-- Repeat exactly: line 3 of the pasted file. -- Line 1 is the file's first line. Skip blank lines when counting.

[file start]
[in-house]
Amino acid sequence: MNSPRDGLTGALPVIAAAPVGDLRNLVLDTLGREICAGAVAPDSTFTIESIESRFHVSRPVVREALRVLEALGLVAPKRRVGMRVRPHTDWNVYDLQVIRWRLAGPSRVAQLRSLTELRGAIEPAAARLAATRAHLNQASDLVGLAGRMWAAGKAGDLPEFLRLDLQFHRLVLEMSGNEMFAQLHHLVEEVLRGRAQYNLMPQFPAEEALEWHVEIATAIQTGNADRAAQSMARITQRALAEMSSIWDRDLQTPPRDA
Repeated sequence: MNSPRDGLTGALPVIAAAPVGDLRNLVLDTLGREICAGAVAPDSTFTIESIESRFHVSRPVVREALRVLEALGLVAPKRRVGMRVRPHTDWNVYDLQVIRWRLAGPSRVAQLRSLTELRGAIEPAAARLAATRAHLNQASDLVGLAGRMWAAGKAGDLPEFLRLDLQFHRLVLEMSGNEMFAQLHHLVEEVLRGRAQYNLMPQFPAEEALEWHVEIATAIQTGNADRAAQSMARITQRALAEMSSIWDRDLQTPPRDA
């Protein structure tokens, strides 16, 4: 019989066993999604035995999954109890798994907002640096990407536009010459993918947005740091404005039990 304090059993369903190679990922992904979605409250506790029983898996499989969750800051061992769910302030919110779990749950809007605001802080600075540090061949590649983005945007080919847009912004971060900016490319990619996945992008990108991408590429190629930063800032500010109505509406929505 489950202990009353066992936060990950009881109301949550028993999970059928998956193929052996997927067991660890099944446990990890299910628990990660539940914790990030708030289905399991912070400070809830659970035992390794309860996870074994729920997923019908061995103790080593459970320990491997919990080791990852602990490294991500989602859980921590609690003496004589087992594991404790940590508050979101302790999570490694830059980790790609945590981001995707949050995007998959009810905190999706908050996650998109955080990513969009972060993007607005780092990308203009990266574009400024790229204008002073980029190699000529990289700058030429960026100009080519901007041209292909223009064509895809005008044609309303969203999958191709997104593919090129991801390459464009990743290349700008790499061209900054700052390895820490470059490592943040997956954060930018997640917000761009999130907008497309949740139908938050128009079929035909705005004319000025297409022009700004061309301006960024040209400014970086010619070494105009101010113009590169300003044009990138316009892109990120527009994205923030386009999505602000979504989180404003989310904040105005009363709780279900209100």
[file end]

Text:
Repeated sequence: MNSPRDGLTGALPVIAAAPVGDLRNLVLDTLGREICAGAVAPDSTFTIESIESRFHVSRPVVREALRVLEALGLVAPKRRVGMRVRPHTDWNVYDLQVIRWRLAGPSRVAQLRSLTELRGAIEPAAARLAATRAHLNQASDLVGLAGRMWAAGKAGDLPEFLRLDLQFHRLVLEMSGNEMFAQLHHLVEEVLRGRAQYNLMPQFPAEEALEWHVEIATAIQTGNADRAAQSMARITQRALAEMSSIWDRDLQTPPRDA